Micheal Kush wrote:@ Mikenz, thanx for the link. I will be sure to investigate on the matter.

@ twelph. The reason I mainly switched up my practice, to be quite honest, is because I thought Visidigmuggah jhana style to be boring. However, my aim for Jhana is still not quenched and I believe the Vipassana Jhana method is quite right for me. And to the contrary notion that calm precedes insight, I have heard by many that insight eventually develops calm or tranquil meditation. Well, i guess it ls a matter of preference.

With metta, mike


Things becoming boring is definitely a hindrance. As a suggestion, I've found that a very strong interest in the breathe and how it's affecting your body along with your mind can be infinitely engrossing.
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Re: Vipassana Jhanas?

Postby Micheal Kush » Tue Oct 16, 2012 11:06 pm

@ Ben, well of course Im far too inexperienced to reinvenr the wheel. I feel Mahasi Sadyaws style suits me best and I can honestly say that after reflecting my first session doing this practice, it presents a refreshing expierence. Of course, i wont be saying this when pain is throbbing in my body and that becomes my object of focus. I will test it and see how it goes.

My premier goal is to progress in my meditation via the factors of consistency, concentration, duration and overall, mindfulness.

Thanks for the input folks

With metta, kike
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Re: Vipassana Jhanas?

Postby Micheal Kush » Tue Oct 16, 2012 11:11 pm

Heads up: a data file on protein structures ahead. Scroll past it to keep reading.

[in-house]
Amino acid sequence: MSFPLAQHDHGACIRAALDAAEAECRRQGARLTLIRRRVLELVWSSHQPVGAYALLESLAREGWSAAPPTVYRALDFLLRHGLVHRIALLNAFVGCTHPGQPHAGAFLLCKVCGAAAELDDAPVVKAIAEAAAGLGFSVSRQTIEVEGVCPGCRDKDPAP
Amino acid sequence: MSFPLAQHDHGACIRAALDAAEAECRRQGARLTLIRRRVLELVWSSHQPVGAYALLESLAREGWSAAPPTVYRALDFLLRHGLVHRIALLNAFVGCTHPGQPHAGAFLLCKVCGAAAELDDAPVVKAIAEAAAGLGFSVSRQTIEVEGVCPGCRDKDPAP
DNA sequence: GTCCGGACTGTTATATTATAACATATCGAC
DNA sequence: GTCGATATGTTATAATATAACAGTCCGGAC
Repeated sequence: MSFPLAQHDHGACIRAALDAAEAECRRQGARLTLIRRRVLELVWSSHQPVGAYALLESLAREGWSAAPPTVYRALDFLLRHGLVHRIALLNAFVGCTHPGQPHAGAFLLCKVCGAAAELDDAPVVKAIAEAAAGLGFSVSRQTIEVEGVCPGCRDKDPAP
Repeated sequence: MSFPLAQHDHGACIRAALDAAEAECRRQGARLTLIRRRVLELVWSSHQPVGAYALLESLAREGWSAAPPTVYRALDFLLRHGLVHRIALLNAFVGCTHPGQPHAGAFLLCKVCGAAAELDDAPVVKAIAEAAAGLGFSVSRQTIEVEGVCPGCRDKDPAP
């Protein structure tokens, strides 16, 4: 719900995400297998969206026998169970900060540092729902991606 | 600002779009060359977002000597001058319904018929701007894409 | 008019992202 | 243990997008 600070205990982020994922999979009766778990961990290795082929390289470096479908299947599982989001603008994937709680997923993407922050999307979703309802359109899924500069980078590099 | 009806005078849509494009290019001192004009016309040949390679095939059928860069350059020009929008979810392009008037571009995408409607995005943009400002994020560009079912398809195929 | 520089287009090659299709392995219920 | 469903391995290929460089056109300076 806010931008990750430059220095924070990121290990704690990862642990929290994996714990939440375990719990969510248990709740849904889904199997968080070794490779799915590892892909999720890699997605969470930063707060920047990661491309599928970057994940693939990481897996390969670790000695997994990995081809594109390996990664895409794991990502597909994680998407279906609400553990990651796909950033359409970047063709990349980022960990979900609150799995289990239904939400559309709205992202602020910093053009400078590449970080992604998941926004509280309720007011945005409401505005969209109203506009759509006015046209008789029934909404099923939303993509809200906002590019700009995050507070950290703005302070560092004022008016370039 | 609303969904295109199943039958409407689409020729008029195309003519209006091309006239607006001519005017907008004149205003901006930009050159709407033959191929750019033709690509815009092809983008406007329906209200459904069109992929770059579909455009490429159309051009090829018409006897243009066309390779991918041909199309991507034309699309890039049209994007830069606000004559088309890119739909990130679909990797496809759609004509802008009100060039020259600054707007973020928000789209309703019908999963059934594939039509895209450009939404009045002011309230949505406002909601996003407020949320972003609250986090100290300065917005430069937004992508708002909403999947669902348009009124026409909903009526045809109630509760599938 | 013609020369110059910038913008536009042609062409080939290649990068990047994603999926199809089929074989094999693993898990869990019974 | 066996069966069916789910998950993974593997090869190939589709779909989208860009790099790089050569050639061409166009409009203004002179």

twelph wrote:
Micheal Kush wrote:@ Mikenz, thanx for the link. I will be sure to investigate on the matter.

@ twelph. The reason I mainly switched up my practice, to be quite honest, is because I thought Visidigmuggah jhana style to be boring. However, my aim for Jhana is still not quenched and I believe the Vipassana Jhana method is quite right for me. And to the contrary notion that calm precedes insight, I have heard by many that insight eventually develops calm or tranquil meditation. Well, i guess it ls a matter of preference.

With metta, mike


Things becoming boring is definitely a hindrance. As a suggestion, I've found that a very strong interest in the breathe and how it's affecting your body along with your mind can be infinitely engrossing.


You see, coming from attachment to decorative ornamentation and the like, sometimes I find it extremely difficult to find something utterly interesting in something mundane as the breath. I have a kiking to thinking in concepts and when I think of the breath, it strikes me as rather dull. Though there are some instances when the breath does become a great companion.

With metta, mike
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Re: Vipassana Jhanas?

Postby LonesomeYogurt » Tue Oct 16, 2012 11:22 pm

Where in the suttas does the Buddha ever mention two types of Jhana? I can't think of a single time.

How can you cultivate Jhana factors in Mahasi Vipassana if all Jhana after the first leave behind directed and sustained thought?
Gain and loss, status and disgrace,
censure and praise, pleasure and pain:
these conditions among human beings are inconstant,
impermanent, subject to change.

Knowing this, the wise person, mindful,
ponders these changing conditions.
Desirable things don’t charm the mind,
undesirable ones bring no resistance.

His welcoming and rebelling are scattered,
gone to their end,
do not exist.
- Lokavipatti Sutta

Stuff I write about things.
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Re: Vipassana Jhanas?

Postby twelph » Tue Oct 16, 2012 11:30 pm

LonesomeYogurt wrote:Where in the suttas does the Buddha ever mention two types of Jhana? I can't think of a single time.

How can you cultivate Jhana factors in Mahasi Vipassana if all Jhana after the first leave behind directed and sustained thought?


This is very important. There are several threads discussing this, but they are quite large and filled with a lot of other things that might be hard to wade through. Is there a simplified article or discussion that would be good to point people towards?
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Re: Vipassana Jhanas?

Postby daverupa » Tue Oct 16, 2012 11:31 pm